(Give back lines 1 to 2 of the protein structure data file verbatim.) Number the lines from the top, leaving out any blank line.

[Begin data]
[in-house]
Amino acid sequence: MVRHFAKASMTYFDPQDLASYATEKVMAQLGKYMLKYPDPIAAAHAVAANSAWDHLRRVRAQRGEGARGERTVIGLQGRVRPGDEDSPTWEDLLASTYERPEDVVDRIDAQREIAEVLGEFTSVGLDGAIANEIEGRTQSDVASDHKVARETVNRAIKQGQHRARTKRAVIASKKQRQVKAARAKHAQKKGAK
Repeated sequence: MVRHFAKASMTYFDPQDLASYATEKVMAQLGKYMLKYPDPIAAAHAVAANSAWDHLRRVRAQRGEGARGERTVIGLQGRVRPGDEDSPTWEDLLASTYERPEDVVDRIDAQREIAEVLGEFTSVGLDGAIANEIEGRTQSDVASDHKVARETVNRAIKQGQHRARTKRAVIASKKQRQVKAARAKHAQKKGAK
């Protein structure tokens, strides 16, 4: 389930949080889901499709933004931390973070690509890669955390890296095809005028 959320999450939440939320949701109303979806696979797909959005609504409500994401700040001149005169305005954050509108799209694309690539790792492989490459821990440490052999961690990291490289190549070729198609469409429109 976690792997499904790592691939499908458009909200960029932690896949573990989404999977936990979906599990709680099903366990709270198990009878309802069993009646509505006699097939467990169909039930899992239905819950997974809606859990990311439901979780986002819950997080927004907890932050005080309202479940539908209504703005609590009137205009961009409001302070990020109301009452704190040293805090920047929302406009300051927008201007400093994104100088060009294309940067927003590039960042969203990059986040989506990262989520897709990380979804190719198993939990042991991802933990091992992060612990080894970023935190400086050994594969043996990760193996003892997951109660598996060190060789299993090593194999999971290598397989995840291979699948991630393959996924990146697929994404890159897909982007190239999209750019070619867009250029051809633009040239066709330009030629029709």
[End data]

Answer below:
[in-house]
Amino acid sequence: MVRHFAKASMTYFDPQDLASYATEKVMAQLGKYMLKYPDPIAAAHAVAANSAWDHLRRVRAQRGEGARGERTVIGLQGRVRPGDEDSPTWEDLLASTYERPEDVVDRIDAQREIAEVLGEFTSVGLDGAIANEIEGRTQSDVASDHKVARETVNRAIKQGQHRARTKRAVIASKKQRQVKAARAKHAQKKGAK